Thursday, April 1, 2010

Lost and Found; Found and Lost: a Brief History of Math and Me

SAN DIEGO – “Your middle school is now a jail,” he shook his head incredulously.

I tried to explain it was an evolution of a building in a small town; how it wasn’t a middle school, it was Lebanon Junior High.

I tried to explain how it was built in the 1930s when the former high school with the gymnasium in the basement had burned down.

How it was the high school up the hill from the football field, where the Sellars Funeral home is now located, before it moved across town behind the hospital, which is now a care facility, and how the building became the junior high; how it was built on the corner across the parking lot from the new elementary school named Highland Heights with the cafeteria in the basement.

But this native Californian was not buying it, honed in on a school being turned into a jail.

Donkey Basketball

My explanations seemed to just make the whole idea even more nonsensical.

I told him the 1936 gym ran along the north side between the two schools. It was where I saw donkey basketball when I was in McClain elementary. The locker room was in the basement. That was where my best friend Henry Harding, the ring leader, and other football players put itching powder in my underwear while I showered, and how it stung and burned, and eventually got Henry into a bit of trouble.

“You went to school in a jail,” the Californian kept muttering.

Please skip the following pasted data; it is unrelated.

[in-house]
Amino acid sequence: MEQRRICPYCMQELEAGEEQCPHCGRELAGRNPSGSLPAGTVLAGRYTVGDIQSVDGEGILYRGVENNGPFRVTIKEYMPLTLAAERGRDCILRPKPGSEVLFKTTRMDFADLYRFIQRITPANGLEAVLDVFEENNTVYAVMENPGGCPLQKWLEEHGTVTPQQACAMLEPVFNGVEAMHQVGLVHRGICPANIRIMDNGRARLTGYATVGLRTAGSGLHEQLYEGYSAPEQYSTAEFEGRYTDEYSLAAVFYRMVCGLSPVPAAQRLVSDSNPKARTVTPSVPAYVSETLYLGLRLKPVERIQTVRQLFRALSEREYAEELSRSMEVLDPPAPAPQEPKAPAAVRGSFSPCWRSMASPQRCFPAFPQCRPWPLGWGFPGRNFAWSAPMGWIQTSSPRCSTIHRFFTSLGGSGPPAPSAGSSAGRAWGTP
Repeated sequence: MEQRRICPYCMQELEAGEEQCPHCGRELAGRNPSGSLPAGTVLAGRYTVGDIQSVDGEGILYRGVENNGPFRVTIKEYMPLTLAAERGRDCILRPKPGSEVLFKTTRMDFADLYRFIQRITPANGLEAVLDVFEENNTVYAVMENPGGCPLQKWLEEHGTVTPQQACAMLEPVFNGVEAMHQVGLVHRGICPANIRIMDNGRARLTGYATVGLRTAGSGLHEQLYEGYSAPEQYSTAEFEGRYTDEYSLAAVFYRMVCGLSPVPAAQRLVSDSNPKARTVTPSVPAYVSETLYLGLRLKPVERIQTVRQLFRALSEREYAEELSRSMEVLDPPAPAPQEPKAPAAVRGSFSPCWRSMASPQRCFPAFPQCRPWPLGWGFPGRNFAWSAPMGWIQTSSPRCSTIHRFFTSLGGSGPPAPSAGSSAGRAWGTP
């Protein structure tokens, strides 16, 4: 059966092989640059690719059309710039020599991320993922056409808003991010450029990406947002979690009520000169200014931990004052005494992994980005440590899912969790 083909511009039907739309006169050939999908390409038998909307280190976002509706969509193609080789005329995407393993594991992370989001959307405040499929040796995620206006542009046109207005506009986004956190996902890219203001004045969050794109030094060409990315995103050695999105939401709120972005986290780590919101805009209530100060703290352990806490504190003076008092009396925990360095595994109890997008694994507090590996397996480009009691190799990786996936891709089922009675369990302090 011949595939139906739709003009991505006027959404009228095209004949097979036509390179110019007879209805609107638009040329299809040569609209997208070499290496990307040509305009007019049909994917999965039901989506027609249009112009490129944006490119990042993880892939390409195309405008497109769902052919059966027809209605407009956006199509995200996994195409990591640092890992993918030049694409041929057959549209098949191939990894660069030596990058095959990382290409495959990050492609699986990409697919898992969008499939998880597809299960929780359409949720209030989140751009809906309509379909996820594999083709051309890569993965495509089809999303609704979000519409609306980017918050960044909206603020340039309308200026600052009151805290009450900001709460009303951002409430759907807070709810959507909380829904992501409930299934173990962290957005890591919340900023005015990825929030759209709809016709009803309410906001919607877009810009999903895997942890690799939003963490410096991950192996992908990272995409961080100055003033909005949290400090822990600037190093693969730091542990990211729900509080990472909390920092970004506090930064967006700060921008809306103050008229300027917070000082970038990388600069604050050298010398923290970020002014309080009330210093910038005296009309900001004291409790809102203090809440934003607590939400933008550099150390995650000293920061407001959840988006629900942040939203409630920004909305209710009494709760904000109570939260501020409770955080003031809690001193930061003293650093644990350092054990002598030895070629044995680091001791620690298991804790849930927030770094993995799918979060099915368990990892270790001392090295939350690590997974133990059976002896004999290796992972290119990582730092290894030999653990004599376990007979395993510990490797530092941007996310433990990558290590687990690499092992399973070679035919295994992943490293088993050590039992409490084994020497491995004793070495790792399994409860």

Apparently, they don’t reuse buildings out here in the Southwest corner: just tear ‘em down and build something else.

And I remembered how that old building was the beginning of my math cycle, found, lost, found, and lost.

I had done okay in math at McClain and the first year at LJHS, getting it done with as little effort as possible so I could watch Howdy Doody in the afternoon and Milton Berle’s “Texaco Hour” before going to bed. But in the eighth grade, I struggled until one afternoon. Mrs. Mora Purnell was helping me solve a problem. An explosion went off inside my head. I smiled and Mrs. Purnell responded with a smile of her own.

“I can see you’ve got it,” she commented wisely.

Major Leftwich/Colonel Brown

This would be a better story if then Major Leftwich had been my math teacher at Castle Heights, but his job was to mold me into a decent journalist and a better man.

I drew Colonel Harvey Brown. He had been a real Army colonel, ramrod straight, pencil thin mustache, and a short brusque flattop. He laughed wryly out of the side of his mouth and drove an MG sports car.

He was cool.

My math under Colonel Brown flourished. I am not sure how I made the cut, but I was in an accelerated program with LeRoy Dowdy, Frank Sutherland, John Thompson, and David Whitten. I took to it and stayed with the front runners through trigonometry, analytical geometry, and integral calculus. I’m sure Mrs. Purnell had a great influence on it happening at all.

Then in spite of my natural inclination, I chose an engineering major at Vanderbilt.

Somewhere in about a month into my first semester, I lost math. I don’t know where it went, but it was gone, not a good thing if you are a civil engineering student with the proclivity to play more than study.

So I struggled, specifically 22 hours of engineering calculus and statics, and left Vanderbilt not a great deal wiser.

MTSU/Daughter’s Trig

At Middle Tennessee, I profited from extremely wonderful English professors. Dr. Richard Peck and Dr. Bill Holland immediately come to mind, but all of that math stuff was gone, lost. Then as I entered the last summer before graduation, my advisor informed me I needed one math course to graduate. All of those D grades in calculus had not transferred as credit.

I found it again. Of course, it was rehash but I got an A in trigonometry.
Five years ago, my daughter asked me to help her with her high school math homework: trigonometry. I was thrilled and could not wait to demonstrate my acumen.

It was gone again. I couldn’t remember anything.

Maybe they should send me back to jail.

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